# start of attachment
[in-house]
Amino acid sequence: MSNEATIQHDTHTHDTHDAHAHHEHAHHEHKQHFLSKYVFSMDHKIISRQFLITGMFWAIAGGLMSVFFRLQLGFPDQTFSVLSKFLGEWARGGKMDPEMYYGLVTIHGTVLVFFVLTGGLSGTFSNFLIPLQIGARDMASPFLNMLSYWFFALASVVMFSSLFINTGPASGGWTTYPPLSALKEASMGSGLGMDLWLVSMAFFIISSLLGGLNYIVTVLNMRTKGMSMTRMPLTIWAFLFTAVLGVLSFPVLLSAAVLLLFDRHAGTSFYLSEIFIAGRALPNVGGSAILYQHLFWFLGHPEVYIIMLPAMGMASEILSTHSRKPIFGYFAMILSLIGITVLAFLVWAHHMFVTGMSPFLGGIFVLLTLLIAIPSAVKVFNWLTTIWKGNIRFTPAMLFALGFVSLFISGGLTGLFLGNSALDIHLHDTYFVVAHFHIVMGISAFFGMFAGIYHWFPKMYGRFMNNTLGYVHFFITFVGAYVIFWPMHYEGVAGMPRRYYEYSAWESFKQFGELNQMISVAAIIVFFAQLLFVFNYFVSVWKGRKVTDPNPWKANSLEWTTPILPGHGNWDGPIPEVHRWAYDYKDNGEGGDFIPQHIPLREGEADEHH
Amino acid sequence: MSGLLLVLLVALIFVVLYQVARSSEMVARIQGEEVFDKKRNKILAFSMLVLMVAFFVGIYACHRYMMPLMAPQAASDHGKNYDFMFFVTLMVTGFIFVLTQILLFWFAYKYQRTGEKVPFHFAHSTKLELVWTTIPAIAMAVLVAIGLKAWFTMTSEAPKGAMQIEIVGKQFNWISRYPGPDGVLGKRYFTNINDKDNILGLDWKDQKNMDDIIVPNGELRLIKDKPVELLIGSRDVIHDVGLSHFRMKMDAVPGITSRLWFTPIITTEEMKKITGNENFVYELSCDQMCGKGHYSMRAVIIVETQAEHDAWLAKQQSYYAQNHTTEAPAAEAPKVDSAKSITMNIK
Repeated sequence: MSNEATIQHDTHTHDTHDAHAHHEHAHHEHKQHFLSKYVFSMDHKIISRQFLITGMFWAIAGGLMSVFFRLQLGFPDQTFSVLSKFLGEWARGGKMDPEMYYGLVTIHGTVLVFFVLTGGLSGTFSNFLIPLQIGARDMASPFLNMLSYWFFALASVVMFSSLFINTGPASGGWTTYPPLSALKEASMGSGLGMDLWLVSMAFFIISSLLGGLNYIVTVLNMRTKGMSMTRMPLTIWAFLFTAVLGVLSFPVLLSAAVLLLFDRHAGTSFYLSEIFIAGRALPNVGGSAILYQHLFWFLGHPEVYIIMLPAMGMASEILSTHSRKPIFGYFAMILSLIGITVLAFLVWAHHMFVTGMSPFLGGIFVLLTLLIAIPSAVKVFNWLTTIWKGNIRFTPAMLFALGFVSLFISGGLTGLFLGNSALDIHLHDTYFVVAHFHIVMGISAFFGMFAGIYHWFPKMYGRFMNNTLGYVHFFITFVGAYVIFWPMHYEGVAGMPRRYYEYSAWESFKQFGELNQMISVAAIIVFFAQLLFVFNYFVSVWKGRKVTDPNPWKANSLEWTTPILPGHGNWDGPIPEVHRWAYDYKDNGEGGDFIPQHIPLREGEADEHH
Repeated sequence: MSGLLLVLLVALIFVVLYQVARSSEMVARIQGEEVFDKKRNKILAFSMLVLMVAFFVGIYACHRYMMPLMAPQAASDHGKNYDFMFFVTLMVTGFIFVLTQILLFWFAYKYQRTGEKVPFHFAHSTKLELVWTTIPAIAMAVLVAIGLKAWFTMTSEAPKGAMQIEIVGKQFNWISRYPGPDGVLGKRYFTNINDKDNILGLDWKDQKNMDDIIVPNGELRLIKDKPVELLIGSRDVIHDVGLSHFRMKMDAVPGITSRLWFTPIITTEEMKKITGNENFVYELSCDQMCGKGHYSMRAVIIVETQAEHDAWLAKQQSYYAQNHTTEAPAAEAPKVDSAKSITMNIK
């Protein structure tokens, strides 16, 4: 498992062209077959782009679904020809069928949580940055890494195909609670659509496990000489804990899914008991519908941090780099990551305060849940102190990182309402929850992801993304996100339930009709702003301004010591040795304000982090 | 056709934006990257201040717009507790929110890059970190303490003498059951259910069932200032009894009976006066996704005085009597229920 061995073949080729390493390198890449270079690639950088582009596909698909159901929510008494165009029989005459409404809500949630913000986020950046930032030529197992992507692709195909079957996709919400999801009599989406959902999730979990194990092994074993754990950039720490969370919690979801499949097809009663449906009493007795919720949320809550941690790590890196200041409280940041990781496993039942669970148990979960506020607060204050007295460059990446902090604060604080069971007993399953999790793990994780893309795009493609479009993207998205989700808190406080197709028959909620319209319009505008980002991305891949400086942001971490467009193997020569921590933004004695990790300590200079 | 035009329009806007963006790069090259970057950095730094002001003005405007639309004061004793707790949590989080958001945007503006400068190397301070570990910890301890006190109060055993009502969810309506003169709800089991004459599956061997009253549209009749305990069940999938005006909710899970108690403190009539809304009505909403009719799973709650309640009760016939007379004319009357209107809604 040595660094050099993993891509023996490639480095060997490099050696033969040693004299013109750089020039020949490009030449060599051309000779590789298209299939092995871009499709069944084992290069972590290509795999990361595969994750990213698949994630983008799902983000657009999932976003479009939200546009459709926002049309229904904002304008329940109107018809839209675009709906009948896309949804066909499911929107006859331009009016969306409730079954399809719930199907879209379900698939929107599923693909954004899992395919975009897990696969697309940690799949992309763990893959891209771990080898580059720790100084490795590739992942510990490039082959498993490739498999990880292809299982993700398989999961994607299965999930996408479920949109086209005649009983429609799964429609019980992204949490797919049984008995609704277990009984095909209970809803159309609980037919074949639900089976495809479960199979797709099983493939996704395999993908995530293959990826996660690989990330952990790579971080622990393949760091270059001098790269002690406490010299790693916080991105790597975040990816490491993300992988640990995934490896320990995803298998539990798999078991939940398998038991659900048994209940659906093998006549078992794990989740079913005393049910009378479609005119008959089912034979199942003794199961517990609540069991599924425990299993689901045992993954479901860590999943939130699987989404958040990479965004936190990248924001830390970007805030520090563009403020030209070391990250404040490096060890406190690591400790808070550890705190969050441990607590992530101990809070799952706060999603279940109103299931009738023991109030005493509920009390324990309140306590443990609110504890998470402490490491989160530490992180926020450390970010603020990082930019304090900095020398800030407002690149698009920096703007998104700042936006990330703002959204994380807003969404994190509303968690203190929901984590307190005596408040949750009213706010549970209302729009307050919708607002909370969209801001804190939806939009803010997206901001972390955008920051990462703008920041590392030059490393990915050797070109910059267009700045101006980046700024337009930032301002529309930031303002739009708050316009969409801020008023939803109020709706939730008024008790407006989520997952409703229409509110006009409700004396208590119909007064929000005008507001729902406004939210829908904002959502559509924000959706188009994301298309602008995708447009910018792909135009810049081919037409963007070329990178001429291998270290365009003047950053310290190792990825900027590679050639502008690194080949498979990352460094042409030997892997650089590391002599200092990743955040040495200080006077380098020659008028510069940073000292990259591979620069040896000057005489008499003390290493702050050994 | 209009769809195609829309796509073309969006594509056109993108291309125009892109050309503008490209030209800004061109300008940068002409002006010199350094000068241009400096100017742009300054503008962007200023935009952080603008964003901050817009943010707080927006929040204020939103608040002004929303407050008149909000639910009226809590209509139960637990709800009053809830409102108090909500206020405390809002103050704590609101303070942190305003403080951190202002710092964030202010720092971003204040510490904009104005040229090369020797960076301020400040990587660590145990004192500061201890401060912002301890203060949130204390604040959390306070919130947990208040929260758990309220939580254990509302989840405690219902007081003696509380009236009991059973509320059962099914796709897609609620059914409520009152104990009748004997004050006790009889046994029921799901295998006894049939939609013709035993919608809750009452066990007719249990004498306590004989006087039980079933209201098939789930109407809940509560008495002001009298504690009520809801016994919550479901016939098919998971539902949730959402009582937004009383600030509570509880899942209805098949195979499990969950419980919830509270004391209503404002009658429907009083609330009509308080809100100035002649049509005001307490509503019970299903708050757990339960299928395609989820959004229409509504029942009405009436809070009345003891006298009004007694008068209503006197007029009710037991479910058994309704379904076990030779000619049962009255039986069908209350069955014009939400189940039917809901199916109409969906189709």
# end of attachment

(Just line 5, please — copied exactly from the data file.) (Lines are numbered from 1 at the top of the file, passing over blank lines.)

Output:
Repeated sequence: MSGLLLVLLVALIFVVLYQVARSSEMVARIQGEEVFDKKRNKILAFSMLVLMVAFFVGIYACHRYMMPLMAPQAASDHGKNYDFMFFVTLMVTGFIFVLTQILLFWFAYKYQRTGEKVPFHFAHSTKLELVWTTIPAIAMAVLVAIGLKAWFTMTSEAPKGAMQIEIVGKQFNWISRYPGPDGVLGKRYFTNINDKDNILGLDWKDQKNMDDIIVPNGELRLIKDKPVELLIGSRDVIHDVGLSHFRMKMDAVPGITSRLWFTPIITTEEMKKITGNENFVYELSCDQMCGKGHYSMRAVIIVETQAEHDAWLAKQQSYYAQNHTTEAPAAEAPKVDSAKSITMNIK